The Cookie Monster in the Closet

Is the entire web universe populated by advertising weasels, sell-outs, and apologists?

Maybe I’m just an old fashioned curmudgeon, but I’m mad as hell and I’m not about to sell my soul to Satan for a slow, free, advertising besotted Wi-Fi service.  Am I the only one who objects to the burgeoning AdverNet and the coming of hordes of ads "tailored" to me and my interests? Is the entire web universe populated by advertising weasels, sell-outs, and apologists?

Want to opt out of all the tracking and “metrics” that the network providers are going to be selling to the advertisers? Good luck.

There was a time when “Madison Avenue” was a dirty phrase, smart consumers looked with disdain at the manipulation wrought by advertisers, and the cognoscenti prided themselves on not being taken in by the wiley ways of copywriters and art directors.  At the same time journalists took pride in a firewall between advertising and editorial, and kept their skeptical chops in working order whenever any company, or high and mighty luminary, made any claim whatsoever.

No more.  Today’s Internet Generation—so sorry, the original Web and it's malingering bubble step child, the Web 2.0 community—has embraced advertising as its Holy Grail and created a fledgling economy based on manipulating, subverting, and fleecing consumers in ways far more intrusive, and scary, than ever before.  At the same time the blogosphere has lost any semblance of veracity—everything is an opinion, irresponsible gossip is reported as fact, fact checking is oh-so-last year, big traffic bloggers parrot the company line while pretending to write analysis—and the line between PR and reporting has blurred to be meaningless.  (Check out this blog reporting from uber-Tech reporter Jim Forbes about a colleague’s use of the word “exclusive”, and his follow-up.)  And worse, there’s a tacit acceptance of this entire house of cards that has the entire industry pretending that there’s no monster in the closet, while many of the best minds in this  generation are feverishly working on ever more sophisticated ways to make advertising the central pillar of our future and create customized advertising that reaches into my deepest personal interests a la Big Brother.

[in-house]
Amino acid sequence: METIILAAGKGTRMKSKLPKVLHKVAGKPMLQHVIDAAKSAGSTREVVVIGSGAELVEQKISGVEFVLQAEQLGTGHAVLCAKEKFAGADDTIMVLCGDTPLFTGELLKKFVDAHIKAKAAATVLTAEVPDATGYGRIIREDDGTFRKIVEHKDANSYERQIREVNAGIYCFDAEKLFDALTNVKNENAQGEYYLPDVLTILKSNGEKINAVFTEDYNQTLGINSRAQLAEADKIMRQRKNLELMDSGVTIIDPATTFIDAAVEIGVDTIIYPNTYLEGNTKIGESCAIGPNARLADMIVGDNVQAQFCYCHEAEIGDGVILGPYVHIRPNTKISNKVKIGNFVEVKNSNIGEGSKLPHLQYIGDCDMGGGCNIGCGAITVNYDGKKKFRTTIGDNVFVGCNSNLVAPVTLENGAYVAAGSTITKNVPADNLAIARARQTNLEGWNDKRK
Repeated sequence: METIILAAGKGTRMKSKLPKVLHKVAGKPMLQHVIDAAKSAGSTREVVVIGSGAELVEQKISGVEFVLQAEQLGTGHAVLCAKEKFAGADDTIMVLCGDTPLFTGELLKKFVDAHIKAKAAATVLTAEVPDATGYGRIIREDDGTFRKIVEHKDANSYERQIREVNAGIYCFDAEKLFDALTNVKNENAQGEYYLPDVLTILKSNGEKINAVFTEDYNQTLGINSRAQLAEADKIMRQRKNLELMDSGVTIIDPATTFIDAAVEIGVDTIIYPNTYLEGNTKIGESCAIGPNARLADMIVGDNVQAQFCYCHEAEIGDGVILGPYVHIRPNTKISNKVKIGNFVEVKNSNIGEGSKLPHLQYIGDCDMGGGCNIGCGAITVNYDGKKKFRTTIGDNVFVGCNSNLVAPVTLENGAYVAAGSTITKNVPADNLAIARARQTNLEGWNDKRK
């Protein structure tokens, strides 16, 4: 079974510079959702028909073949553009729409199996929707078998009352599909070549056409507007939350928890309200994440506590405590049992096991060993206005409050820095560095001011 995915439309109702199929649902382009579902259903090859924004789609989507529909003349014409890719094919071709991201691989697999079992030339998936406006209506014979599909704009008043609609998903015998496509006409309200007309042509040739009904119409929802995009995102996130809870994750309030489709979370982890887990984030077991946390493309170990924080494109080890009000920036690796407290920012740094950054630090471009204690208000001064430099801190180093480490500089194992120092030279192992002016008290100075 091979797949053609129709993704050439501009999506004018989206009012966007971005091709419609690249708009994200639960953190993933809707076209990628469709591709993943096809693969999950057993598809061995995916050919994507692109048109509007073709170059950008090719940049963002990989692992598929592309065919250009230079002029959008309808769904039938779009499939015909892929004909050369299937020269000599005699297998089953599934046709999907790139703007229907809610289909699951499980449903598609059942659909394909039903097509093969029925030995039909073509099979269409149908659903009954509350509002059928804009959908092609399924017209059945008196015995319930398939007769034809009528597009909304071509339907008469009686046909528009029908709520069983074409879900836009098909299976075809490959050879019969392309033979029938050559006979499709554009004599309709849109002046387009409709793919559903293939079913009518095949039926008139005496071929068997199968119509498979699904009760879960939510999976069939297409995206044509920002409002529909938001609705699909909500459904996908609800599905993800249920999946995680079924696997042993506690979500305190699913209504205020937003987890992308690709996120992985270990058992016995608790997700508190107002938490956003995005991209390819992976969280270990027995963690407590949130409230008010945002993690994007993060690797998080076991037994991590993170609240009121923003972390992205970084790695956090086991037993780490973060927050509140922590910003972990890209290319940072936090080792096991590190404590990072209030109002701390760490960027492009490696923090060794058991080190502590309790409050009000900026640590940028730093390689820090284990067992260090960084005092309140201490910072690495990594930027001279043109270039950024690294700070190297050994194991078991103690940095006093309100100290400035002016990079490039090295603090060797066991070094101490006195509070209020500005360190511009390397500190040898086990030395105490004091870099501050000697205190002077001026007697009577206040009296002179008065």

I’m talking about the unquestioned adoption of the religion of the Holy Church of Internet Advertising, and its scary priestdom of “metrics”, whose dominance is destroying the beautiful egalitarianism of the Web.  It is about to get worse by orders of magnitude with the appearance of “location based services” as the patents recently revealed by Google make clear.  If that all wasn’t bad enough, there is the Faustian deal with the Devil crafted by Google to hobble Chinese access to the Internet.  The rise of a cult of advertising, the silence of the lambs as we go quietly to slaughter, and the howls of protest when our government listens in to Al Qaeda coupled with the muted protests about Google’s “do no evil” manipulation of search results in order to do the bidding of a repressive and authoritarian regime strikes fear into my heart.

Back in the Golden Era of Television the ads were clearly ads, they came at specified times, they were aimed at every viewer not just me, and unless I was one of several thousand Nielsen Families, the programming mavens back at network central had no idea what I specifically was watching or doing.  This seemed like a fair quid pro quo for using the airwaves: I got content I could choose and could ignore or watch the ads as I saw fit, while they had to employ tea leaves and inductive reasoning to figure out if their ad campaigns were working.

All of this has changed in the Internet Age. The real secret of the web turned out to be sponsored ads, linking my interest in a particular topic (as evidenced by entering it into a search engine) with advertisers willing to pay for the chance to get me to click on a brief listing displayed alongside my search results.  The argument was that in exchange for the valuable service Google provided in structuring and navigating the nearly infinite Web, I would put up with the limited intrusion of the sponsored ads.  And frankly, as far as that went, it was a pretty good deal.  The consumer was still in charge, received a valuable service, and got links that were at least tangentially related to his interests.  Little did we realize that this was Pandora’s Box swinging open and all hell was going to break loose.